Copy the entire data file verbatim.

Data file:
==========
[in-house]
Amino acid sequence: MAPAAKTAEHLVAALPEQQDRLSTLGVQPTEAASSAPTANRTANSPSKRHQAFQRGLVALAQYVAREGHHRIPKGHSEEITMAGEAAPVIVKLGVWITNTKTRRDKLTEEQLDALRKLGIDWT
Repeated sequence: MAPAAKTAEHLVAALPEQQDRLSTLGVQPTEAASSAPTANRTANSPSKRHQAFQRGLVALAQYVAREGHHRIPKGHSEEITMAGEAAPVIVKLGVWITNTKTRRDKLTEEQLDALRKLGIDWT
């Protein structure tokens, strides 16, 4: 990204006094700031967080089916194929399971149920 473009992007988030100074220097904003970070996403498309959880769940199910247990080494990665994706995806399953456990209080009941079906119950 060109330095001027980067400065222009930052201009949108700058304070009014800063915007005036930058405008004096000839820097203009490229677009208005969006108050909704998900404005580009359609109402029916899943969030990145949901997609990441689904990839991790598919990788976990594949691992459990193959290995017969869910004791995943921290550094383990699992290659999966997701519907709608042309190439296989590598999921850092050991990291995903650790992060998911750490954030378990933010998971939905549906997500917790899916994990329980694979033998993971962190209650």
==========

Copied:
[in-house]
Amino acid sequence: MAPAAKTAEHLVAALPEQQDRLSTLGVQPTEAASSAPTANRTANSPSKRHQAFQRGLVALAQYVAREGHHRIPKGHSEEITMAGEAAPVIVKLGVWITNTKTRRDKLTEEQLDALRKLGIDWT
Repeated sequence: MAPAAKTAEHLVAALPEQQDRLSTLGVQPTEAASSAPTANRTANSPSKRHQAFQRGLVALAQYVAREGHHRIPKGHSEEITMAGEAAPVIVKLGVWITNTKTRRDKLTEEQLDALRKLGIDWT
């Protein structure tokens, strides 16, 4: 990204006094700031967080089916194929399971149920 473009992007988030100074220097904003970070996403498309959880769940199910247990080494990665994706995806399953456990209080009941079906119950 060109330095001027980067400065222009930052201009949108700058304070009014800063915007005036930058405008004096000839820097203009490229677009208005969006108050909704998900404005580009359609109402029916899943969030990145949901997609990441689904990839991790598919990788976990594949691992459990193959290995017969869910004791995943921290550094383990699992290659999966997701519907709608042309190439296989590598999921850092050991990291995903650790992060998911750490954030378990933010998971939905549906997500917790899916994990329980694979033998993971962190209650």